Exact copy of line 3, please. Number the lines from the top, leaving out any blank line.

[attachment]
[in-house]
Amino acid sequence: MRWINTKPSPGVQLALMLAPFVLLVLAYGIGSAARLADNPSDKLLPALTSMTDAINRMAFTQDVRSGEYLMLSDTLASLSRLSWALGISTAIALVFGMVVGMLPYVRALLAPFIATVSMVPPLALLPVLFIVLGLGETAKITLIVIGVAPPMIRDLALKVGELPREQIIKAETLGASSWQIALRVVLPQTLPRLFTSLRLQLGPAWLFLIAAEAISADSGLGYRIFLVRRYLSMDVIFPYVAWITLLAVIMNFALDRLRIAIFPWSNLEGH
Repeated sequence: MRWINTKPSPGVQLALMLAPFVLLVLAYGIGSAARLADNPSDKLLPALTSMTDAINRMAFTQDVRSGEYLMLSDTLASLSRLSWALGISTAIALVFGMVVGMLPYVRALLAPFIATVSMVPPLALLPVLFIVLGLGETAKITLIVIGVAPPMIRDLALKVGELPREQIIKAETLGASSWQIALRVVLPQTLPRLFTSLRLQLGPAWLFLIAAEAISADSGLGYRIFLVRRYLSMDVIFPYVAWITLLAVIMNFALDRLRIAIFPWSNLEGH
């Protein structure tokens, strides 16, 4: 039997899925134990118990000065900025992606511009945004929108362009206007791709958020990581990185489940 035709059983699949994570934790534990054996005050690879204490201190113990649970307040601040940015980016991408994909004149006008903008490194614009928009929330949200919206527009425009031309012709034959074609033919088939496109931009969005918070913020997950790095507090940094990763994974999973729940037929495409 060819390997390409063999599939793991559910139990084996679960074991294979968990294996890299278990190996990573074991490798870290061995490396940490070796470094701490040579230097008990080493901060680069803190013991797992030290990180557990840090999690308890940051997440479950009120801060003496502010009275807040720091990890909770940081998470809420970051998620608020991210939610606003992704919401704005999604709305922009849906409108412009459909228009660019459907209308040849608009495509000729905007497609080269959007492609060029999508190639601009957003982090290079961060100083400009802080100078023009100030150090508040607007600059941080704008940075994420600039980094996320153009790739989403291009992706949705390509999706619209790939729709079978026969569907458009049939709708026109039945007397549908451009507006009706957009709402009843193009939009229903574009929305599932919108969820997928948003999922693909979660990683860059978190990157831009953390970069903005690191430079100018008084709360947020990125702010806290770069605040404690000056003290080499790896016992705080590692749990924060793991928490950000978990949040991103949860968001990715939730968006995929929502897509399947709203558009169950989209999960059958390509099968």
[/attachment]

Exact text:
Repeated sequence: MRWINTKPSPGVQLALMLAPFVLLVLAYGIGSAARLADNPSDKLLPALTSMTDAINRMAFTQDVRSGEYLMLSDTLASLSRLSWALGISTAIALVFGMVVGMLPYVRALLAPFIATVSMVPPLALLPVLFIVLGLGETAKITLIVIGVAPPMIRDLALKVGELPREQIIKAETLGASSWQIALRVVLPQTLPRLFTSLRLQLGPAWLFLIAAEAISADSGLGYRIFLVRRYLSMDVIFPYVAWITLLAVIMNFALDRLRIAIFPWSNLEGH